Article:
Children's Voice Jan/Feb 2007

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Annie's Story: Treatment Keeps Families Together

Annie Zander had been using for more than 12 years when her son, Jory, tested positive at birth for meth and marijuana. The Oregon Department of Human Services took custody of Jory and placed him in foster care while Annie attended substance abuse treatment and parenting classes. She got him back when he was about 5 months old, continued out-patient treatment, and graduated from treatment four months later.

But Annie hadn't kicked her addiction. "I hadn't been clean any of that time," she says. I was just going through the motions and acting like I was clean."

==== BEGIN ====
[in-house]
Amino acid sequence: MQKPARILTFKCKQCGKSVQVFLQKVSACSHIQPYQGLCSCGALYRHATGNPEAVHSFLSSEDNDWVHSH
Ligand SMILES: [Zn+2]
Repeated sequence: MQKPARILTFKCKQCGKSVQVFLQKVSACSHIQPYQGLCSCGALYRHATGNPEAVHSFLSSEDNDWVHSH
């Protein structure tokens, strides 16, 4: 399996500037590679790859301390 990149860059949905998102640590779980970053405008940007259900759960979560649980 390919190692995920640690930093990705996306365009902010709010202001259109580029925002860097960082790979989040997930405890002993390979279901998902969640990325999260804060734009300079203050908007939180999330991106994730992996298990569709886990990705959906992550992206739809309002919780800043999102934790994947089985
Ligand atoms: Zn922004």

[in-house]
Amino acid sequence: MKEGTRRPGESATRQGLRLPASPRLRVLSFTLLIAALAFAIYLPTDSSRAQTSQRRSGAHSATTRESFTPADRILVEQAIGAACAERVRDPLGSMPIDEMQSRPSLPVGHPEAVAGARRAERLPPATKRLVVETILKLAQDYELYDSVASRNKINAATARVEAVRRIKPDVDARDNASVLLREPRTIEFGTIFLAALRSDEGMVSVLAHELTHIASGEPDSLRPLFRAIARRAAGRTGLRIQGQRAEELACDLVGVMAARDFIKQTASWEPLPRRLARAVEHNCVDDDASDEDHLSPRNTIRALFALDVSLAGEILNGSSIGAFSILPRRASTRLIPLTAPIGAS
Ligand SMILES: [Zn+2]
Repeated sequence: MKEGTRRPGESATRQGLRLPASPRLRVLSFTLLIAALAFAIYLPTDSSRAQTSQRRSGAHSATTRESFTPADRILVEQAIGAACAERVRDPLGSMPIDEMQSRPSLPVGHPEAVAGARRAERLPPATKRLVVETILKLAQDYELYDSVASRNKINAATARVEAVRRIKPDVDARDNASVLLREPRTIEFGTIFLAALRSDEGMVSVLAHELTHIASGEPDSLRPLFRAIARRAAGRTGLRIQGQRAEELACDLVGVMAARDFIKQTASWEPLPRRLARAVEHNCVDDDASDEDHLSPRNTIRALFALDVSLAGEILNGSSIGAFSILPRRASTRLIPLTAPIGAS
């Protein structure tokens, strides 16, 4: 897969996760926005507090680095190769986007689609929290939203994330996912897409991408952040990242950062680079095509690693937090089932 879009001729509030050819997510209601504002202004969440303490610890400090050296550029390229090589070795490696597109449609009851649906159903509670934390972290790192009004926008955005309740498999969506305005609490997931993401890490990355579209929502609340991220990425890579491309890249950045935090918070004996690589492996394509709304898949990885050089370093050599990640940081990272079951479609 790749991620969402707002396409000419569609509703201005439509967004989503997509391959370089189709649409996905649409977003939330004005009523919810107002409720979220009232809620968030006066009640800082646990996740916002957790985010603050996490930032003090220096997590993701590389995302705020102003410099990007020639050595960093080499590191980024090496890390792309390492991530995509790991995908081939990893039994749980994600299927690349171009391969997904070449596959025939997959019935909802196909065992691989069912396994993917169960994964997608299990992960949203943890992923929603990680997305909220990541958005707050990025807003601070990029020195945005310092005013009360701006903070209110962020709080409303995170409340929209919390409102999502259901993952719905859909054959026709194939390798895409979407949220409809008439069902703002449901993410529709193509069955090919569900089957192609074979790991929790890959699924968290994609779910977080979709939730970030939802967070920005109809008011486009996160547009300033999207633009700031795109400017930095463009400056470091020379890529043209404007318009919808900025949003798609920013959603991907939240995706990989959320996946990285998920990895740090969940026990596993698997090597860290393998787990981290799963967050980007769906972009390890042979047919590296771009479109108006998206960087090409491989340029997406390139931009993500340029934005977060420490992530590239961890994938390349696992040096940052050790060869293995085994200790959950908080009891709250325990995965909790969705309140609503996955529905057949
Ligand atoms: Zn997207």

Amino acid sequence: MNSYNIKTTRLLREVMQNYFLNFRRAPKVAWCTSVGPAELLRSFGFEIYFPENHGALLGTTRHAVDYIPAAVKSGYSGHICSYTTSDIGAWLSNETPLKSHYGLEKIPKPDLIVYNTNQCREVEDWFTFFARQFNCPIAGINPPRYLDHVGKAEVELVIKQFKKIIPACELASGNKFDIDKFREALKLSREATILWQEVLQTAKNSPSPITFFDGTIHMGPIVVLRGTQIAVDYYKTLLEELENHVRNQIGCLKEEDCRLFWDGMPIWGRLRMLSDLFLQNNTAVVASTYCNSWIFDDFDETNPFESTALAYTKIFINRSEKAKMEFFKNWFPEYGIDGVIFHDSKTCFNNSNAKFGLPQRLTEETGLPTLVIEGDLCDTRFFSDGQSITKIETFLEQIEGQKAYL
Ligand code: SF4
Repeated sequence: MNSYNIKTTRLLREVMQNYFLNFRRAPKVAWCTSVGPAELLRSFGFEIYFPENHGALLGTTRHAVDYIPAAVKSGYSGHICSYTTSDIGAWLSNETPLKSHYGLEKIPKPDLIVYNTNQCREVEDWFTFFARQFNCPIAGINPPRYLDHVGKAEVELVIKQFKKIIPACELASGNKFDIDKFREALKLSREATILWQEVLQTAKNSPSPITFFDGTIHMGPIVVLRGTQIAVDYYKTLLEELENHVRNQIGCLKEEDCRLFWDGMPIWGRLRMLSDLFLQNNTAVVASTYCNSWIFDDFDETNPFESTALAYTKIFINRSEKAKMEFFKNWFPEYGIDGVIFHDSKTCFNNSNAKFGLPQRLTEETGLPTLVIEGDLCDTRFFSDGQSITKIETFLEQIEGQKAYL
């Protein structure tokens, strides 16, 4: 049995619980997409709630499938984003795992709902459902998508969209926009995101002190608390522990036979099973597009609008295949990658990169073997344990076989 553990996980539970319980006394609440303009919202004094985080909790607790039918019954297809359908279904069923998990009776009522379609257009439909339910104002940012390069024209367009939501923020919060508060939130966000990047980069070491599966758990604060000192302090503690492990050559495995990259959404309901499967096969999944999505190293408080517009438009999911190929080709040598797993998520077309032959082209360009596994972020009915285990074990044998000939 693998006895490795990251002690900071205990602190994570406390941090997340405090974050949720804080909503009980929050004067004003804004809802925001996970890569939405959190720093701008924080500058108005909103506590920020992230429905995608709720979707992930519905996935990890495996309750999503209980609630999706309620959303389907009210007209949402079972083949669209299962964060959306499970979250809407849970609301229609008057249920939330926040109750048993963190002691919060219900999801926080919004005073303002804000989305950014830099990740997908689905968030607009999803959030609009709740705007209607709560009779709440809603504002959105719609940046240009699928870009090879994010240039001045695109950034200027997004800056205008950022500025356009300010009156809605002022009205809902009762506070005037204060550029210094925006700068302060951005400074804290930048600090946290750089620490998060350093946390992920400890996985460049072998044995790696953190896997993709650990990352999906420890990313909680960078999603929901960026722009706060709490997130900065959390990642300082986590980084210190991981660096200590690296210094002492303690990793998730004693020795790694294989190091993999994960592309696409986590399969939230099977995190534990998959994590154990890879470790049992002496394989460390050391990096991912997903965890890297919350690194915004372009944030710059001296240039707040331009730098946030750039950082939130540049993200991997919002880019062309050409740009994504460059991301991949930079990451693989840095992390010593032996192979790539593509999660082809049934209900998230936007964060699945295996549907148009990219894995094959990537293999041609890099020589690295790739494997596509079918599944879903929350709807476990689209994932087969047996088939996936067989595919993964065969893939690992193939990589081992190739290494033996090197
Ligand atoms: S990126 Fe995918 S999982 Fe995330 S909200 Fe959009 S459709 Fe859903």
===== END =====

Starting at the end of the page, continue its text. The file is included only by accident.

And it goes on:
Annie was soon arrested for possession. She went to jail, and Jory went to foster care. Sentenced to 18 months, Annie was told she didn't have to serve her sentence if she completed two months of in-patient and one year of out-patient treatment. When she had been clean for six months, she was accepted into a transitional housing program for women and children. She received shelter, parenting supports, and case management to help her form a more healthy relationship with Jory.

Annie has been clean and sober for five years. She now works with a parenting program in Portland, where she mentors other women who are trying to keep their children, but she's particularly worried about the scarcity of similar programs for others. "We've done a good job at taking Sudafed off the shelves, but we need to do better at dealing with the sheer numbers of people who need treatment."

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